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The meditation industry has rapidly expanded in the Western world in the last decade, and meditation has become a trendy daily ritual. Practicing meditation can help people calm their mind, process their emotions, gain more focus at work and stay grounded in the present moment. Meditation in its simplest form, just being, has been around for millennium. However, as this Eastern practice becomes more mainstream in the United States, the practice has also been influenced by the forces of capitalism. In the tech industry, meditation is seen as just another form of biohacking, and you can now buy many meditation gadgets, accessories and apps designed to help track your physiological reactions during meditation.
I practice meditation and mindfulness in my daily life, and while I’m not an expert, I do wonder if these devices are actually necessary. If meditation is about finding inner peace, can you really find a shortcut just by buying some expensive luxury products? Is commodifying and capitalizing on a practice like meditation counter to its core values? Is the Western world corrupting this ancient practice, or simply adapting it to the modern demands of living in an information society?
I honestly don’t know the answers to these questions, which is why I wanted to write this article. Let’s explore the status of the meditation industry, estimated to be worth more than $1 billion, in 2021.
The History of Meditation
In a nutshell, the precise moment when meditation was created is unknown. However, there are two main theories as to where it came from and when. Some of the oldest records from India around 1500 BCE mention a practice called “Dhyāna” or “Jhāna”, which translates to a “training of the mind”, or meditation. Meditation came from the Veda branch of Hinduism, where many ancient traditions used across India originated.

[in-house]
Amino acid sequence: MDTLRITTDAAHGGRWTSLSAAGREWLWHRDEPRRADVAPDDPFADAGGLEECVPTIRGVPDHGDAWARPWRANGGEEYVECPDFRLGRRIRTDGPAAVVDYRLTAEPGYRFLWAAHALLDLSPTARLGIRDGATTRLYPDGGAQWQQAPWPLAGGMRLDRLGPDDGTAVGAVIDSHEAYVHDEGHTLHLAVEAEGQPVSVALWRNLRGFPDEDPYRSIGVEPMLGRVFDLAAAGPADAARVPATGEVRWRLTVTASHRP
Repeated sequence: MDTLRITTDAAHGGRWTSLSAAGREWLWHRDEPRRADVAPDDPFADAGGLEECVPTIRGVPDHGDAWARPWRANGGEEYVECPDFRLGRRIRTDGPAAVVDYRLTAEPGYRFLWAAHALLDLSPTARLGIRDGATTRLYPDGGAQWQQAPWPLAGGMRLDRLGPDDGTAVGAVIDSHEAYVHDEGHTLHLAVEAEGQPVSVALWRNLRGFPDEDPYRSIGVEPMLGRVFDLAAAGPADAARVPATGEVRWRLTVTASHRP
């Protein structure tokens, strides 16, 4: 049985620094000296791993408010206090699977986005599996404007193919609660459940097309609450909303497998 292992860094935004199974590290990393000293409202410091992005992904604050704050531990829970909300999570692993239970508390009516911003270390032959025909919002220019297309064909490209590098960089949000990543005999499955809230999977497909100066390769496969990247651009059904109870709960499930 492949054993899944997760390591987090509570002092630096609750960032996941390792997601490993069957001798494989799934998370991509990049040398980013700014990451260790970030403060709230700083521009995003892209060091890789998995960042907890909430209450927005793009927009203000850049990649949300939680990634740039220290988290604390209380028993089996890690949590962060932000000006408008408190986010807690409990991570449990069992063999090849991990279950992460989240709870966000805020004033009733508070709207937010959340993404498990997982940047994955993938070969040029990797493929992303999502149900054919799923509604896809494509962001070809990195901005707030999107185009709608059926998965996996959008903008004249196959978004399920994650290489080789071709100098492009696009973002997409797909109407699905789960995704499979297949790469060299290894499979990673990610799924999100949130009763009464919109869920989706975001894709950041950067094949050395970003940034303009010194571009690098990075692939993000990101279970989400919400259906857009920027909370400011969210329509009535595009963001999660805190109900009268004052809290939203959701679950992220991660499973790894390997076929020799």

The second theory is that meditation came from China, and it is referenced in records from as early as the 3rd and 6th centuries BCE. It’s linked to Daoist schools of thought and Laozi (better known as Lao Tzu in the Western world), a famous ancient Chinese philosopher who mentions various meditation techniques in his writings.
In addition, there are a few prominent individuals touted with having brought meditation into the popular consciousness — including the Buddha in India, Lao-Tzu in China and Dosho in Japan. All three are legendary figures in the history of meditation, and no one person or religious movement is responsible for the origin of this practice. Meditation in its earliest form was about ridding yourself of sources of suffering that include jealousy, comparison, greed and other social ills. While none of these leaders can be conclusively established as the founder or creator of meditation, they all contributed to it in their own ways. And while meditation can and should evolve based on the needs of modern human beings, in the Western world, it has taken on a drastically different form that some practitioners believe is at odds with its core principles.
Meditation and the Western World
The Western world started becoming aware of meditation in the 1700s after some key Eastern philosophical texts were translated into European languages. These texts included the Upanishads from India that were written between 800 and 500 BCE, the Bhagavad Gita, a Sanskrit text of 700 verses, and the Buddhist Sutras that encapsulate oral teachings from the Buddha.